Security fears over the multi-billion-dollar China-Pakistan Economic Corridor (CPEC) rose over the weekend after 10 workers were fatally shot in southwestern Pakistan while working on link roads.
The attack on the Pakistani labourers happened on Saturday, 13 May around 20km from the port city of Gwadar in Balochistan province, which forms the southern hub of CPEC, a road, rail and pipeline link being built from western China to Gwadar on the Arabian Sea.
"All the labourers were shot at close range," senior levies official Muhammad Zareef told Reuters, adding that the shooters had travelled on a motorcycle.
The levies are a paramilitary force overseeing security in Balochistan where police jurisdiction is limited.
Nadeem Javaid, who advises Prime Minister Nawaz Sharif’s government on the CPEC program, told Reuters earlier in the week that the corridor should be operational from June next year, and that Pakistan expects up to 4% of global trade to pass through it by 2020.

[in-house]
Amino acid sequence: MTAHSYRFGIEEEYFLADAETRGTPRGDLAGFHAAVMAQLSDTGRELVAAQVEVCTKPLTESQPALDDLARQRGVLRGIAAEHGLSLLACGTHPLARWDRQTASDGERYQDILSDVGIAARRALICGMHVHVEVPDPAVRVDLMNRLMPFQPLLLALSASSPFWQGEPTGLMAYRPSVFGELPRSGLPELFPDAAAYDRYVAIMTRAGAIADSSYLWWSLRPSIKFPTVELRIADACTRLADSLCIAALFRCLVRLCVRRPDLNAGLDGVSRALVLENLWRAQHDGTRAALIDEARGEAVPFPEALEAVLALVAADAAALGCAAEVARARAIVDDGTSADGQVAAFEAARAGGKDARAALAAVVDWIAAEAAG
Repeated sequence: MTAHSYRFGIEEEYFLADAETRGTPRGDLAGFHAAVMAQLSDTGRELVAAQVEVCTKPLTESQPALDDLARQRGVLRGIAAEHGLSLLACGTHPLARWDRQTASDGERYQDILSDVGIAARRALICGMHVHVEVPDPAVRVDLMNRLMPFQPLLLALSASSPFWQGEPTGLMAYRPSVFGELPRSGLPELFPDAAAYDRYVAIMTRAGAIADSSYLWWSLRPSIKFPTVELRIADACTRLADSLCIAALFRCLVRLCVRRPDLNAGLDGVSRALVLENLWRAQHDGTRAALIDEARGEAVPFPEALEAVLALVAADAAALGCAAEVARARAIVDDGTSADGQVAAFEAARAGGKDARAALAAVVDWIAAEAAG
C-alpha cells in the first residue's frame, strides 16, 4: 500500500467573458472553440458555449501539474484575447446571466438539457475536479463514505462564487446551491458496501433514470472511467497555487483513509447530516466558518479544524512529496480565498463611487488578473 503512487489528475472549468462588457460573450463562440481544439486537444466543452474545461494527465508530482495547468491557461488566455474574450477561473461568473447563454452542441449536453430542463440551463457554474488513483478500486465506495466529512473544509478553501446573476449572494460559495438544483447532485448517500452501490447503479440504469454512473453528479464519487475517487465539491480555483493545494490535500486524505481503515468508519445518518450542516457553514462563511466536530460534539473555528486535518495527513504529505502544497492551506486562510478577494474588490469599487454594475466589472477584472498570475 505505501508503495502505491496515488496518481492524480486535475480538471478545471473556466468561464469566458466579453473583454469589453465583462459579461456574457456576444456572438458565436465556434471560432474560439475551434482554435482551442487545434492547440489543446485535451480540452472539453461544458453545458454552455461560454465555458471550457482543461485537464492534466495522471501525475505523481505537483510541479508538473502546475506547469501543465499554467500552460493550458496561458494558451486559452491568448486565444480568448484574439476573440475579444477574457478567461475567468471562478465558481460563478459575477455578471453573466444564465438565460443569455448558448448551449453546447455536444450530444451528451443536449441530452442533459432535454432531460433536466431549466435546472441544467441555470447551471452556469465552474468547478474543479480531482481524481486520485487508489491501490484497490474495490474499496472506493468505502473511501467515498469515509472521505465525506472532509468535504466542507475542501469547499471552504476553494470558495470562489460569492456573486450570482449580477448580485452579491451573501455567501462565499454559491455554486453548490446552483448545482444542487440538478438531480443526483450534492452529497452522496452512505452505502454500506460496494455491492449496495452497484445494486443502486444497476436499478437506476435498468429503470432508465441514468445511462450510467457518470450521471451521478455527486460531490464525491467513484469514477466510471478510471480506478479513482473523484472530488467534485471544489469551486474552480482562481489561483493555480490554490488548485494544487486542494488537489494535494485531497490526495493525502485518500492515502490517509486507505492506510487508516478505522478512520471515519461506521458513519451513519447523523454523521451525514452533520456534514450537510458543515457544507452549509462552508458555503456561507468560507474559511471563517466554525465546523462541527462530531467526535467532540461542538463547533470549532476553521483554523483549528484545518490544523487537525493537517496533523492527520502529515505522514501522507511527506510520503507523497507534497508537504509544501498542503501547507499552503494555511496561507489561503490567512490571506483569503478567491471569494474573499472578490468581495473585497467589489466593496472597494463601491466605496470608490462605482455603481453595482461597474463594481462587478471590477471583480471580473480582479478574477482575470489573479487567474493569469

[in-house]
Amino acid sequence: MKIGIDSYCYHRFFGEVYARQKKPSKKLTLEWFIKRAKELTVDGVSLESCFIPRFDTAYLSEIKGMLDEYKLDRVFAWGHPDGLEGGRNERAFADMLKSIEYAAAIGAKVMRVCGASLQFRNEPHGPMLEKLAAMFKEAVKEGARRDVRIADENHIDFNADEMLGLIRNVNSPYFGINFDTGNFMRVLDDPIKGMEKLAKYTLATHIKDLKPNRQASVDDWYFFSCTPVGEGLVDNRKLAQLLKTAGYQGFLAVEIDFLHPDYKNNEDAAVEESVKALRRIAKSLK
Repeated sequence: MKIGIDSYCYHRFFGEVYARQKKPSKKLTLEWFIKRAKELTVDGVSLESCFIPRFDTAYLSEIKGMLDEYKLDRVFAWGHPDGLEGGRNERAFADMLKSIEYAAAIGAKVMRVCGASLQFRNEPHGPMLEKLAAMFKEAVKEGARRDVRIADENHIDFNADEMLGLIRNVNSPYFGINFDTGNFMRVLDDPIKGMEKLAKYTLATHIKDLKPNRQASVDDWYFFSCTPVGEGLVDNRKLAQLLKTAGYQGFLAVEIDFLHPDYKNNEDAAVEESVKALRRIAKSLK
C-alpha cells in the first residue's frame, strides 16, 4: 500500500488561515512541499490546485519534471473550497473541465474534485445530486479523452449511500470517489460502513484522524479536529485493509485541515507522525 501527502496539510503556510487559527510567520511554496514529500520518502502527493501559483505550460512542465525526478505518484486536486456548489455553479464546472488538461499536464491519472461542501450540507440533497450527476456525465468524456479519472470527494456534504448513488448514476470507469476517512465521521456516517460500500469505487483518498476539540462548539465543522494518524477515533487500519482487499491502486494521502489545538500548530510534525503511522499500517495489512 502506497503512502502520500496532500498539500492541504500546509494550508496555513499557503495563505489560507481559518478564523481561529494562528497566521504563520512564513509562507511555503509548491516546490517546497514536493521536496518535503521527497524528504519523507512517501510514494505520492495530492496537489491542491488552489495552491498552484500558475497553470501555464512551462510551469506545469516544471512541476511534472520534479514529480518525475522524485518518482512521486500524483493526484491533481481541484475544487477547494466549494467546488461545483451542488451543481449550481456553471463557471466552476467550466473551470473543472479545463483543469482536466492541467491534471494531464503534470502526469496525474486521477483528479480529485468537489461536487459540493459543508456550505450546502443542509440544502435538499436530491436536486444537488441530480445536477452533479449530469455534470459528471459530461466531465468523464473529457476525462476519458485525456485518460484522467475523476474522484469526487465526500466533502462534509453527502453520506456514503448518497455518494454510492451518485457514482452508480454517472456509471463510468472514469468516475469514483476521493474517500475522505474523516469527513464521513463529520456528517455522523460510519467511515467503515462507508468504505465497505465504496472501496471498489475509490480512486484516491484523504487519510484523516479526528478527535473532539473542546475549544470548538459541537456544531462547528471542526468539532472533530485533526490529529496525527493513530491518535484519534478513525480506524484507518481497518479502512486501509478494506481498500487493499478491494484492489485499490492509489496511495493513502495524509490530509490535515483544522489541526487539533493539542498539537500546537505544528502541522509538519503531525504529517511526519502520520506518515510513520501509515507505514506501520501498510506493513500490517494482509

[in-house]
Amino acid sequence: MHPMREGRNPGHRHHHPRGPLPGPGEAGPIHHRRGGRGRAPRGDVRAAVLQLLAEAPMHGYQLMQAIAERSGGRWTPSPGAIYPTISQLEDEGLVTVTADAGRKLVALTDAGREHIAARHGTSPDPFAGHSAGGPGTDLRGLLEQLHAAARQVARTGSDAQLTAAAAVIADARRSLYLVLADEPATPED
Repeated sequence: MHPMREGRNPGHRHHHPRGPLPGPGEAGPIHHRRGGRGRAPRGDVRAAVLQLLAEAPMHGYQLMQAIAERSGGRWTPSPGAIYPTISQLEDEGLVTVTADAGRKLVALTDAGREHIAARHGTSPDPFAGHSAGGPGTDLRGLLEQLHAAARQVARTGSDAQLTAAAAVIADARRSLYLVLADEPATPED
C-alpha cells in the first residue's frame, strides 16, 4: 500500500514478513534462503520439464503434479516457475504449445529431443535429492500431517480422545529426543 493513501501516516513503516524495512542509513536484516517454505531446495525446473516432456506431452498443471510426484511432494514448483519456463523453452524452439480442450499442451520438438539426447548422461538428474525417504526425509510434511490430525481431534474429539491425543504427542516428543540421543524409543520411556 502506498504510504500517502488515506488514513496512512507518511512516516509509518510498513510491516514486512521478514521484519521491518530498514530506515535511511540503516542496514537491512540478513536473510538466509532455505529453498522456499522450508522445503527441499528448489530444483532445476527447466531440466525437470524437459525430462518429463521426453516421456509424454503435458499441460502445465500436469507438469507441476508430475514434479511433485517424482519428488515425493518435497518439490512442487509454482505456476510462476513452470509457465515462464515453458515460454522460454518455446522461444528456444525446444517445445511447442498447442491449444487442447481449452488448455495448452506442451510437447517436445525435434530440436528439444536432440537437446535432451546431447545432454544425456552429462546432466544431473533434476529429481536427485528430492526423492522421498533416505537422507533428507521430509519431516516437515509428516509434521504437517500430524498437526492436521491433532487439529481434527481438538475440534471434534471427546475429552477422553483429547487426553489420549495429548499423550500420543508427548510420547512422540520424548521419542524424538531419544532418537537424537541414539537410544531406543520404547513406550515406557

But Balochistan presents serious security challenges, as separatist militants in the province have waged a decades-long campaign against the central government for a greater share of the gas-rich region’s resources.
GCR reported last year that militants trying to disrupt CPEC have killed 44 workers since 2014, all of them Pakistani.
Last year it emerged that a special force of 15,000 Pakistani troops had been assembled to guard CPEC projects being carried out by an estimated 13,000 Chinese in Pakistan.
The men killed on Saturday had been working for the provincial government at two separate construction sites three kilometres apart along the same road, Reuters reported.
Two workers wounded in the shootings were taken to hospital where one of them died from his injuries.
The road is part of a network of connecting roads linking the corridor to outlying areas.
No group has admitted responsibility for the shootings.
Image: The attack happened around 20km from the port city of Gwadar in Balochistan province, shown here, CPEC’s southern hub (Madihasalam/Creative Commons)